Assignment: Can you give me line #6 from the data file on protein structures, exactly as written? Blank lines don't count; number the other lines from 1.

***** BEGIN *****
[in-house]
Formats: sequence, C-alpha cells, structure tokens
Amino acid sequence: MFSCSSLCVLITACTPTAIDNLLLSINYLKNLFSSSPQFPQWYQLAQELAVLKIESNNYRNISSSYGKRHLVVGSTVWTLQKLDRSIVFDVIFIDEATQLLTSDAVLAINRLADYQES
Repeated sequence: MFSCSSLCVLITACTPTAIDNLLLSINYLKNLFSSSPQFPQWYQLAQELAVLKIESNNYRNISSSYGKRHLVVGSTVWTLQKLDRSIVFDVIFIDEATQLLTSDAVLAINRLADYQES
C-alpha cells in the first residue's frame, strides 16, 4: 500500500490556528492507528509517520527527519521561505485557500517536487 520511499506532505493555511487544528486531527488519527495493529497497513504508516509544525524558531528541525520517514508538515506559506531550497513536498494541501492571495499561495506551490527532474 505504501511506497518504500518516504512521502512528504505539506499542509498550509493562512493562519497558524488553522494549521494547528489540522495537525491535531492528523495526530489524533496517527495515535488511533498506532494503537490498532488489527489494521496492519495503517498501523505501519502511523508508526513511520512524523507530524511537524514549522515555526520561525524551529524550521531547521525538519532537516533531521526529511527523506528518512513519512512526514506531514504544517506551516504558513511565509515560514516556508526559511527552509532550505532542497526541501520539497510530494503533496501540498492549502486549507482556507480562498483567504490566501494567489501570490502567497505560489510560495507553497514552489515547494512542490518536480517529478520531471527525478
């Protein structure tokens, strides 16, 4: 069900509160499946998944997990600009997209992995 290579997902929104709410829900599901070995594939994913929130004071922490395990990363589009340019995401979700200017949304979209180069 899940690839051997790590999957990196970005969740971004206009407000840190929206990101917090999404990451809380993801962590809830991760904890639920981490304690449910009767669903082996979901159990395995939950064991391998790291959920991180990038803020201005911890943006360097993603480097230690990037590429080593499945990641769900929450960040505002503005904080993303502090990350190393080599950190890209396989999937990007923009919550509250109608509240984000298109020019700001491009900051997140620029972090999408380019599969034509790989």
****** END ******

């Protein structure tokens, strides 16, 4: 069900509160499946998944997990600009997209992995 290579997902929104709410829900599901070995594939994913929130004071922490395990990363589009340019995401979700200017949304979209180069 899940690839051997790590999957990196970005969740971004206009407000840190929206990101917090999404990451809380993801962590809830991760904890639920981490304690449910009767669903082996979901159990395995939950064991391998790291959920991180990038803020201005911890943006360097993603480097230690990037590429080593499945990641769900929450960040505002503005904080993303502090990350190393080599950190890209396989999937990007923009919550509250109608509240984000298109020019700001491009900051997140620029972090999408380019599969034509790989």